Searching over 5,500,000 cases.


searching
Buy This Entire Record For $7.95

Official citation and/or docket number and footnotes (if any) for this case available with purchase.

Learn more about what you receive with purchase of this case.

Fenster v. Ellis

SUPREME COURT OF THE STATE OF NEW YORK APPELLATE DIVISION SECOND JUDICIAL DEPARTMENT


March 30, 2010

ANNIE FENSTER, APPELLANT,
v.
KEITH ELLIS, ET AL., DEFENDANTS, NASC, INC., ET AL., RESPONDENTS.

Published by New York State Law Reporting Bureau pursuant to Judiciary Law § 431.

This opinion is uncorrected and subject to revision before publication in the Official Reports.

PETER B. SKELOS, J.P., ANITA R. FLORIO, L. PRISCILLA HALL and LEONARD B. AUSTIN, JJ.

(Index No. 4818/06)

DECISION & ORDER

In an action to recover damages for personal injuries, the plaintiff appeals from so much of an order of the Supreme Court, Orange County (McGuirk, J.), dated January 7, 2009, as granted that branch of the motion of the defendants NASC, Inc., and North American Sports Camps which was for summary judgment dismissing the complaint insofar as asserted against them, and denied her cross motion for summary judgment on the issue of the liability of the defendant Keith Ellis and on the issue of the vicarious liability of the defendants NASC, Inc., and North American Sports Camps.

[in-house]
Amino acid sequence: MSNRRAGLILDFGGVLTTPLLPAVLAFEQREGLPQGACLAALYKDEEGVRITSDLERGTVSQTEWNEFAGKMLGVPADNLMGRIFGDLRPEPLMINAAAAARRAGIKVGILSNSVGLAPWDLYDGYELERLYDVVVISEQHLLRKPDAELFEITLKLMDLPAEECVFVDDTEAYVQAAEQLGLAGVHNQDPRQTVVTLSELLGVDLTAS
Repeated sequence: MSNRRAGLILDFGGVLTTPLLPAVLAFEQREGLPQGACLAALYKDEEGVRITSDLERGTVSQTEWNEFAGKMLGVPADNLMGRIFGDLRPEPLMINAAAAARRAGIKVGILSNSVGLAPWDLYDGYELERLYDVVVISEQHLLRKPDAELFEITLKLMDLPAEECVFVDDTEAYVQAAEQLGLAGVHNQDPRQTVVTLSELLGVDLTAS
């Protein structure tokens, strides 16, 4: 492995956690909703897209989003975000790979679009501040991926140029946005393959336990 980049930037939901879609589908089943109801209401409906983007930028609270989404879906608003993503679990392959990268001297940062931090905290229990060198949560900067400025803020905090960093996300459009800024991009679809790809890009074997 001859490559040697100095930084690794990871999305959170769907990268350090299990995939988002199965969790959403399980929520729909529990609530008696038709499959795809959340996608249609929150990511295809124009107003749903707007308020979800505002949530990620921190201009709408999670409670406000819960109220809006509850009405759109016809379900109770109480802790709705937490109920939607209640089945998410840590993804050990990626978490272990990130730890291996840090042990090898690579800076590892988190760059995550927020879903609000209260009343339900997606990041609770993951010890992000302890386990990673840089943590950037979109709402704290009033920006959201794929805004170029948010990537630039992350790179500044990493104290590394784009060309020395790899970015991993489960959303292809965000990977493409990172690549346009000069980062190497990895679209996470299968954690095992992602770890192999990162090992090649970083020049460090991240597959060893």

ORDERED that the order is modified, on the law (1) by deleting the provision thereof granting that branch of the motion of the defendants NASC, Inc., and North American Sports Camps which was for summary judgment dismissing the complaint insofar as asserted against them, and substituting therefor a provision denying that branch of the motion, and (2) by deleting the provision thereof denying that branch of the plaintiff's cross motion which was for summary judgment on the issue of the liability of the defendant Keith Ellis, and substituting therefor a provision granting that branch of the cross motion; as so modified, the order is affirmed insofar as appealed from, without costs or disbursements.